A new study using high-speed gambling experiments shows that, for a majority of us, the last experience we’ve had is the defining one when it comes to making a decision.
Our natural inclination towards a “happy ending” means that we often give greater value to experiences than they deserve, ignoring the value of other experiences we’ve accumulated over time, according to researchers at Cambridge University.
The study, published in the journal Proceedings of the Royal Society B, supports the idea that the “banker’s fallacy” — focusing on immediate growth at the expense of longer-term stability that would produce better results — is intuitive in the way many of us make quick decisions, according to the researchers.
The researchers explain that the computational demand to try and factor in all experiences equally would be vast, so our brain constantly updates its internal “logbook” as we go, with each new experience being ranked against the previous few for context. Then, a new experience only has to be judged against the running total.
However, a “temporal markdown” comes into play, meaning that the further back an experience, even if still quite recent, the less weight it carries in the next decision, the researchers note. That’s why the most immediate experiences carry more weight in decision-making than they should — meaning a recent “happy ending” has a hugely disproportionate influence, according to the researchers.
For the study, the researchers conducted an experiment with 41 participants who were trying to accumulate money by gambling between two sets of gold coins of varying sizes at high reaction times. This forced the participants to go on memory and instinct, the researchers explained.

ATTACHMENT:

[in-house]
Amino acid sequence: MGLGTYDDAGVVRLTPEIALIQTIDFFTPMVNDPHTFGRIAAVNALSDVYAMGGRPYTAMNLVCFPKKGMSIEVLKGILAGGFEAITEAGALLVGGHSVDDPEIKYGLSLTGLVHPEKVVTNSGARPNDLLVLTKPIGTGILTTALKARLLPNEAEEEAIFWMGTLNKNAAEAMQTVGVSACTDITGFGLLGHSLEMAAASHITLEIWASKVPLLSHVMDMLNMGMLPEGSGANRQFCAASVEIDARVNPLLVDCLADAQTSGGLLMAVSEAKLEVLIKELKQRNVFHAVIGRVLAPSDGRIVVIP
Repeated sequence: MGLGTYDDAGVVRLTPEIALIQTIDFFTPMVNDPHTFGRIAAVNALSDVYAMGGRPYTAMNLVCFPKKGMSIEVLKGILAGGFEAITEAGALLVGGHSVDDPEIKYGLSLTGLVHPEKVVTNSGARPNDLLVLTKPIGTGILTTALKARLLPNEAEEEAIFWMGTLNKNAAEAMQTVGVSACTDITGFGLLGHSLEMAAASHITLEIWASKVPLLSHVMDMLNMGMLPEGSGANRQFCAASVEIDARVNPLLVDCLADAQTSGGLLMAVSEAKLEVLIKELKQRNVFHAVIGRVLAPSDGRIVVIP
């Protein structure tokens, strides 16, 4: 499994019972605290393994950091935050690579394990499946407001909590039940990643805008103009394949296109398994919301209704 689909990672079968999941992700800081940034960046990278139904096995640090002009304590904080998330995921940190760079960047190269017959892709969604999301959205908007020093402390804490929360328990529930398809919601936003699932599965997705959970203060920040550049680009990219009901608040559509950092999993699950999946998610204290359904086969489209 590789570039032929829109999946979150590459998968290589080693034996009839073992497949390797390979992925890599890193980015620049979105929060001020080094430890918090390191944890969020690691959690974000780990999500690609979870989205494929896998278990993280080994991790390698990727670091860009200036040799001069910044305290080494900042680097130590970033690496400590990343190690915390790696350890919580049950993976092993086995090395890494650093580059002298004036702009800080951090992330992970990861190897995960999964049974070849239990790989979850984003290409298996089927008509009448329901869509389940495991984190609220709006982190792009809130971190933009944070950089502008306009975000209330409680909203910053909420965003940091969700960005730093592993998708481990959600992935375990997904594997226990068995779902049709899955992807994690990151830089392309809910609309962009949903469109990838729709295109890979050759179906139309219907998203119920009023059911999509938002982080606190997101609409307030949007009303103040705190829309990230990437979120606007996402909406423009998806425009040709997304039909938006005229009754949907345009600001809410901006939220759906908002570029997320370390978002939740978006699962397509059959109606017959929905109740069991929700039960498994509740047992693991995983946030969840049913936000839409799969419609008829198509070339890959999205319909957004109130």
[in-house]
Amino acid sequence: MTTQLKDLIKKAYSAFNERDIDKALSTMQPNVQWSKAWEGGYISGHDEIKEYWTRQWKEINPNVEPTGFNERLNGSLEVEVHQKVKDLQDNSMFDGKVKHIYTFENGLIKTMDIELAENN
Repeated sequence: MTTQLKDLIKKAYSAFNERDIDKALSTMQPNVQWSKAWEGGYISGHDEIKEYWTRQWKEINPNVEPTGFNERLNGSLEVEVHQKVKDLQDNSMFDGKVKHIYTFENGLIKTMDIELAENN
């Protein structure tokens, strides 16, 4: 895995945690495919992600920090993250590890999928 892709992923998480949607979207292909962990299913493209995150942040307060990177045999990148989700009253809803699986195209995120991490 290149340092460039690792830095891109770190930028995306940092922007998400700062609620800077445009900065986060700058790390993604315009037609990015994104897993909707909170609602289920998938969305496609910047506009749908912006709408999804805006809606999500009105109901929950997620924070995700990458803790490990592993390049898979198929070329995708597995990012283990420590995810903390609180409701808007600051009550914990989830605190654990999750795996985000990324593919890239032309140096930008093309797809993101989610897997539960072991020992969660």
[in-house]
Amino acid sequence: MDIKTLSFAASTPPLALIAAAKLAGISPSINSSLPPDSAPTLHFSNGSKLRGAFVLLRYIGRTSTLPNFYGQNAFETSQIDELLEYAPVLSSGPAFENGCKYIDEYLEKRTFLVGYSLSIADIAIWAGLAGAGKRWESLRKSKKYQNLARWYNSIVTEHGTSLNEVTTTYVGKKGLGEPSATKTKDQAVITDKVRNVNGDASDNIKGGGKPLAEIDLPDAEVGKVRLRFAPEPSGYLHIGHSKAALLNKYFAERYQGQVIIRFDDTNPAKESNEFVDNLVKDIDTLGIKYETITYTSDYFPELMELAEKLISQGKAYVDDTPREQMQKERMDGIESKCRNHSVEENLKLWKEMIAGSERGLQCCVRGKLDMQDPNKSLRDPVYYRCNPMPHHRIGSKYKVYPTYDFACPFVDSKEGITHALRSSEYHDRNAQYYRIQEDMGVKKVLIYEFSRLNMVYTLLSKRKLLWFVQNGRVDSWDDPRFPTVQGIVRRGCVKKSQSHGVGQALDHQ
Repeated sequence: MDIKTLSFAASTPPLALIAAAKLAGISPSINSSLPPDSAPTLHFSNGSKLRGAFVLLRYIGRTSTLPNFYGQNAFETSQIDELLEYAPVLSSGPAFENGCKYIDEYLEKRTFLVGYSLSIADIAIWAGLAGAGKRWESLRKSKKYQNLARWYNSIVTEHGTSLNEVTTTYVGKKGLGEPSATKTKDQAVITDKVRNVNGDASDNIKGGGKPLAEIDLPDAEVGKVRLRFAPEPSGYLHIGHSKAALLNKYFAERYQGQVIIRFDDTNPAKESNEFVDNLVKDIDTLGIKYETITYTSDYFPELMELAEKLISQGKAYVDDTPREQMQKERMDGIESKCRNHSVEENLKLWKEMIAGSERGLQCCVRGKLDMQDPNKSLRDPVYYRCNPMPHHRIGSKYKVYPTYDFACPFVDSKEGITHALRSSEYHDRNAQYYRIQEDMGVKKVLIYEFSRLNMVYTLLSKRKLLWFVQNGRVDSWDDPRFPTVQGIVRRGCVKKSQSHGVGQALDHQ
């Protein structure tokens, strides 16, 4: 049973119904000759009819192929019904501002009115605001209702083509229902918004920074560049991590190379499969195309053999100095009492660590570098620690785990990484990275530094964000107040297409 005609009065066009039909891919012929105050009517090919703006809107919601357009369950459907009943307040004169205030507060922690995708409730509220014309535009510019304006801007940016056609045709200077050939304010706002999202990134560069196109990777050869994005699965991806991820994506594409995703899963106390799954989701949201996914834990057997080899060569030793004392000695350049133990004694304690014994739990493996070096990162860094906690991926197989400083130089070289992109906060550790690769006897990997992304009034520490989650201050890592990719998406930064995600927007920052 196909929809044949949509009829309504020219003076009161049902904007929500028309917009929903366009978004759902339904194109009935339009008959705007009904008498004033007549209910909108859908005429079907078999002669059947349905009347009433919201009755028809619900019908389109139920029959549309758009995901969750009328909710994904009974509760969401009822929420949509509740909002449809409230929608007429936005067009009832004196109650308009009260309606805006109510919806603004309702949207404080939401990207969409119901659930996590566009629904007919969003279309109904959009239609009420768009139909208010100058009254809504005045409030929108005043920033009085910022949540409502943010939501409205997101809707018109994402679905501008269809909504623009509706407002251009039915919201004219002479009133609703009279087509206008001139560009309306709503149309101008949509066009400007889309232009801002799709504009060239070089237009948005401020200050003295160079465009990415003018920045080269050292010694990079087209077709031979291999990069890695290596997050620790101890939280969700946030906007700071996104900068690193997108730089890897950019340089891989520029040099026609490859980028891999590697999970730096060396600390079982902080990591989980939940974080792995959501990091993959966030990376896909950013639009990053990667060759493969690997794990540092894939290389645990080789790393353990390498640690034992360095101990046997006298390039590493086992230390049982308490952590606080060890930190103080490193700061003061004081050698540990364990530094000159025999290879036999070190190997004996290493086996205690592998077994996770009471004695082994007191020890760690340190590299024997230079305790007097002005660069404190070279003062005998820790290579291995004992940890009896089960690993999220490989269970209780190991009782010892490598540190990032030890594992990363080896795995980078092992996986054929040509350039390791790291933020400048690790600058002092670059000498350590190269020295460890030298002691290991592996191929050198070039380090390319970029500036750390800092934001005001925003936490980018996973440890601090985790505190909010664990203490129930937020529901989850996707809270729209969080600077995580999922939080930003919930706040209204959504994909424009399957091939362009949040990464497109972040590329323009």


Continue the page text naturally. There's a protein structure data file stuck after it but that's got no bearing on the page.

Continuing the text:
The researchers did find that a small number of the participants — nine — were able to maintain an almost perfect capacity to recall previous experience accurately, without the markdown of past experiences, and make solid long-term decisions as a result — almost as if they were “looking down on time,” said lead author Dr. Martin Vestergaard of the university’s Department of Physiology, Development and Neuroscience.
“Most people we tested fall foul of the ‘banker’s fallacy,’ and make poor short-term decisions as a result,” he said. “This may be because they struggle to access historical experience, or give it the correct value, but we also think they become overly impressed with the moment-to-moment fluctuation of experiences.
“While the majority of participants made decisions based only on very or most recent events, a minority were able to maintain a seemingly perfect ability — at least within the parameters of the experiment — to see time on an equal footing, unconstrained by the myopia inherent in the decision-making of most,” Vestergaard said.
The next stages of the research will be to use imaging techniques to look at whether this ability is linked to certain parts of the brain, or perhaps social conditioning, such as age and education, he noted.
Vestergaard added that he did question age and occupation for the initial study, but found no correlation between those who are older, or who have a more or less technical occupation, with the ability to flatten time. He did note that the current sample size is too small to draw conclusions.
Source: Cambridge University